Every elevator, movable stage, movable orchestra floor, platform, lift, dumbwaiter, or escalator now in operation, or which may hereafter be installed, together with the hoistway and all equipment thereof, shall be inspected under and by the authority of the Commissioner of Inspectional Services at least once every six months, and in no case shall any new equipment be placed in operation until all [sic] inspection of the same has been made. It shall be the duty of every owner, agent, lessee, or occupant of any building wherein any such equipment is installed, and of the person in charge or control of any such equipment to permit the making of a test and inspection of such elevator, dumbwaiter, or escalator, and all devices used in connection therewith upon demand being made by the Commissioner of Inspectional Services or by his authorized elevator inspector within five days after such demand has been made.

Chapter 46-12 of the Municipal Code of the City of Chicago provides:

Wherever [sic] any elevator, movable stage, movable orchestra floor, platform, lift, dumbwaiter, or escalator has been inspected and [the] tests herein required, shall have been made of all safety devices with which such equipment is required to be equipped and the result of such inspection and tests show such equipment to be in good condition, and that such safety devices are in good working condition and in good repair, it shall be the duty of the Commissioner of Inspectional Services to issue or cause to be issued a certificate setting forth the result of such inspection and tests and containing the date of inspection, the weight which such equipment will safely carry, and a statement to the effect that the shaft doors, hoistway, and all equipment including safety devices comply with all applicable provisions of Chapter 79 of this code, upon the payment of the inspection fee required by the provisions of this code. It shall be the joint and several duty of the owner, agent, lessee, or occupant of the building in which such equipment is located and of each person in charge or control of such equipment to frame the certificate and place the same in a conspicuous place in each elevator and near each dumbwaiter, movable stage, movable [orchestra] floor, platform, lift, or escalator. The words `safe condition' in this section shall mean that it is safe for any load up to the approved weight named in such certificate.

Chapter 46-13 of the Municipal Code of the City of Chicago states:

Where the result of such inspection or tests shall show that such elevator, movable stage, movable orchestra floor, platform, lift, dumbwaiter, or escalator is in an unsafe condition or in bad repair, or shall show that any of the safety devices which are required by the provisions of Chapter 79 of this code, have not been installed or, if installed, are not in good working order or not in good repair, such certificate shall not be issued until such elevator, its hoistway, and its equipment, or such dumbwaiter, movable stage, movable orchestra floor, platform, lift, or escalator, or such device or devices have been put in good working order.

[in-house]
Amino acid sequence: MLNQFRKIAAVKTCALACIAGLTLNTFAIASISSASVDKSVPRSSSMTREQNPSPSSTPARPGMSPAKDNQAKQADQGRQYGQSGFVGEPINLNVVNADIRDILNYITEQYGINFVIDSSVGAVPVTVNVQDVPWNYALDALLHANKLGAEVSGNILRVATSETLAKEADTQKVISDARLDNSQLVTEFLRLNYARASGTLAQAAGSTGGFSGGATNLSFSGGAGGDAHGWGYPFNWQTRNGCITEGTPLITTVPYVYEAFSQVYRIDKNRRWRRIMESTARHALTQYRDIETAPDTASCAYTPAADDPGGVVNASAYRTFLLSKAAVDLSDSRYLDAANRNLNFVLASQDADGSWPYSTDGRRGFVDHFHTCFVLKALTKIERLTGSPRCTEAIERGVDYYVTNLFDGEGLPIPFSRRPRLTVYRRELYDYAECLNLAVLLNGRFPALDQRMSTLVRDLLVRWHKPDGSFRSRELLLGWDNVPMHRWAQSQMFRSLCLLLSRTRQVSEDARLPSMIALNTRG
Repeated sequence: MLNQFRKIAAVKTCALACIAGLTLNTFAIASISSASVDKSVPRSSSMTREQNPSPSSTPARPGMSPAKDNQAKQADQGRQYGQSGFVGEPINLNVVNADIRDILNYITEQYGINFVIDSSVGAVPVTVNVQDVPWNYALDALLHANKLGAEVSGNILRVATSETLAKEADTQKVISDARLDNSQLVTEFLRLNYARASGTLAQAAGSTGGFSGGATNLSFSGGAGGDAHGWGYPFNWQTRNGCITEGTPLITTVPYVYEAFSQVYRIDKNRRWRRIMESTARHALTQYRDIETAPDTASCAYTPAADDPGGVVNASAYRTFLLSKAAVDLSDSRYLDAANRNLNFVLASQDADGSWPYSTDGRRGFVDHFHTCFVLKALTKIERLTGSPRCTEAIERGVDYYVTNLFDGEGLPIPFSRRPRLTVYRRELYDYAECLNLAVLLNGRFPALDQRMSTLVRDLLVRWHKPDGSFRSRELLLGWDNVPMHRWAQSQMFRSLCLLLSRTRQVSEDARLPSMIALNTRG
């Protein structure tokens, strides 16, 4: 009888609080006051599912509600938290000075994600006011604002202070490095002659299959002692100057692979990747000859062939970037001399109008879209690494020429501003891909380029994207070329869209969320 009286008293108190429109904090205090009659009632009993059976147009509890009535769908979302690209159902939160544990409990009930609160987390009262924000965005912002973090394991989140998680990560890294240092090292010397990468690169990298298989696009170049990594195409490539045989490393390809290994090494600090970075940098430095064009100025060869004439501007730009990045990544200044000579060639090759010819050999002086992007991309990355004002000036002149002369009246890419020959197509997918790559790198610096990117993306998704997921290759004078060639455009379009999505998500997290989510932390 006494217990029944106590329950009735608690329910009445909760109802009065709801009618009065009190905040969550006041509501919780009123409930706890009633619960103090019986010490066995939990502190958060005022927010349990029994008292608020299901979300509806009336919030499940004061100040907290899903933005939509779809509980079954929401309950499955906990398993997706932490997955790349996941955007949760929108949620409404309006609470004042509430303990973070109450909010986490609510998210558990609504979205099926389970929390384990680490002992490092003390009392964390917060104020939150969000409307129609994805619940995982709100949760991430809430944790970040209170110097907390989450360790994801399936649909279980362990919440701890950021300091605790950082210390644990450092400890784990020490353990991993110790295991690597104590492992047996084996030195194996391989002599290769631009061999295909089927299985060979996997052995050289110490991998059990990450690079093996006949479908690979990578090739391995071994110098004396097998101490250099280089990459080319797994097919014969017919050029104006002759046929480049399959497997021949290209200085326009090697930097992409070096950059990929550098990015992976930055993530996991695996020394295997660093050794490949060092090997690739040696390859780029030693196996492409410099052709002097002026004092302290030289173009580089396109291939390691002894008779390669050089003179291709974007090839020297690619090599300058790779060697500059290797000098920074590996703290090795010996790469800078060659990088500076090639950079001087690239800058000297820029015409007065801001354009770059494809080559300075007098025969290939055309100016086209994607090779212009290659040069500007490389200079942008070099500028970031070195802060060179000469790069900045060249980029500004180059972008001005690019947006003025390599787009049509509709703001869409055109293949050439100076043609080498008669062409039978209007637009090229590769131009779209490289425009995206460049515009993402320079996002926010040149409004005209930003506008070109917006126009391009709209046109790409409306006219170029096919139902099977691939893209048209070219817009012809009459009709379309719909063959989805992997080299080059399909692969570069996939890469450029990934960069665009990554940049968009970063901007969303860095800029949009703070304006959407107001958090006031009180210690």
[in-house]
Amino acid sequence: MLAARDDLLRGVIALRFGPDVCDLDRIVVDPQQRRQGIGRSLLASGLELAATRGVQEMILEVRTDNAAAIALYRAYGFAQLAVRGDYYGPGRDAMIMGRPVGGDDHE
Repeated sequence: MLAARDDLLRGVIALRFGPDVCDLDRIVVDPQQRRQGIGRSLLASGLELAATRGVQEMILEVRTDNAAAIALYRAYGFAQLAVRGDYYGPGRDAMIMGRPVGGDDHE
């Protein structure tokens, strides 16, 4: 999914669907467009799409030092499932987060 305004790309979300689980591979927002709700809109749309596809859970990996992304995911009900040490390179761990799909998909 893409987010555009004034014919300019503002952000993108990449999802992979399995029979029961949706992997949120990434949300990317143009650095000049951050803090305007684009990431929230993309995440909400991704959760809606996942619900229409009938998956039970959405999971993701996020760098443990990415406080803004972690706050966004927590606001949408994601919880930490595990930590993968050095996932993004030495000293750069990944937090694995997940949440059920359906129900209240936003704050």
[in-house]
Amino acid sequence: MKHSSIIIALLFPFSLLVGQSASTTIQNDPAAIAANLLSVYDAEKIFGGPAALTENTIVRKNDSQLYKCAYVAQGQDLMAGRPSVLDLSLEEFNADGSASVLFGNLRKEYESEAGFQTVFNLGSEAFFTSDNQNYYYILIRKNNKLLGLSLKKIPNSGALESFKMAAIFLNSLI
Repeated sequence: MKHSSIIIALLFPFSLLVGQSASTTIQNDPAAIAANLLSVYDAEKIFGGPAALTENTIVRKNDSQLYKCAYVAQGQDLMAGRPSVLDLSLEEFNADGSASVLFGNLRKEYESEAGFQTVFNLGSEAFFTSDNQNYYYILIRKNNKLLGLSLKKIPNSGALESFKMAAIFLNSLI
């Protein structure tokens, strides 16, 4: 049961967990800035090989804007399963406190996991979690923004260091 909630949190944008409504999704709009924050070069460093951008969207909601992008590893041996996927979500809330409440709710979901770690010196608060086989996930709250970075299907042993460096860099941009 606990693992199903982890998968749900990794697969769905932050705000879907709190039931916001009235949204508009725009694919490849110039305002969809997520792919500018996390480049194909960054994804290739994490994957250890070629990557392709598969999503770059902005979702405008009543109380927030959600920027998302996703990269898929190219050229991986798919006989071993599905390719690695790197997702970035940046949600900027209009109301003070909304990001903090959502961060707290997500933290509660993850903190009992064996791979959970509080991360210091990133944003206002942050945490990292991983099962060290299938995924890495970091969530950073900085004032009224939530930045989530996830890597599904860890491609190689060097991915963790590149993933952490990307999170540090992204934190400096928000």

Ill. Rev. Stat., Ch. 111 1/2, Section 4007, states:

4007: Firemen's Emergency Service Every group of elevators in a building subject to the provisions of this section shall be available for firemen's emergency service. In buildings where there are several groups of elevators and where individual key switches are provided to cause cars to return to the main floor, this arrangement is satisfactory, provided that a separate key box is provided for each group of elevators."

We do not read any of the statutes or ordinances set forth above as establishing the duty suggested by Curry. Section 3-102(a) of the Local Governmental and Governmental Employees Tort Immunity Act (Ill. Rev. Stat. 1983, ch. 85, par. 3-102(a)) is inapplicable to the present case in light of the fact that no unsafe condition existed merely because the elevator was inoperable. Section 2 of the Housing Authorities Act (Ill. Rev. Stat. 1983, ch. 67 1/2, par. 2) is inapplicable for the same exact reason. Moreover, chapter 46-11 of the Municipal Code of Chicago is nothing more than a directory statute regarding what qualifications must be met in order for an elevator to pass inspection by State officials. The Chicago Municipal Code sections set forth above are limited to inspectional services. And, finally, section 7 of "An Act in relation to the installation of elevators in buildings" (Ill. Rev. Stat. 1983, ch. 111 1/2, par. 4007) is inapplicable for it seeks to protect a class of persons not involved in the present case, namely, firemen.

In addition, Curry has not provided, nor has our independent research disclosed, any case law construing the statutes and municipal code sections set forth above in such a way that a resultant duty upon landowners has been created. Thus, we are confident that our interpretation of the statutes and ordinances, including their purposes and the persons thereby protected, is correct.

In sum, we agree with the trial court that Curry's complaint fails to state a cause of action under Illinois law. Accordingly, for the reasons set forth above, the decision of the circuit court of Cook County is affirmed.

Affirmed.

JIGANTI and McMORROW, JJ., concur.

19860930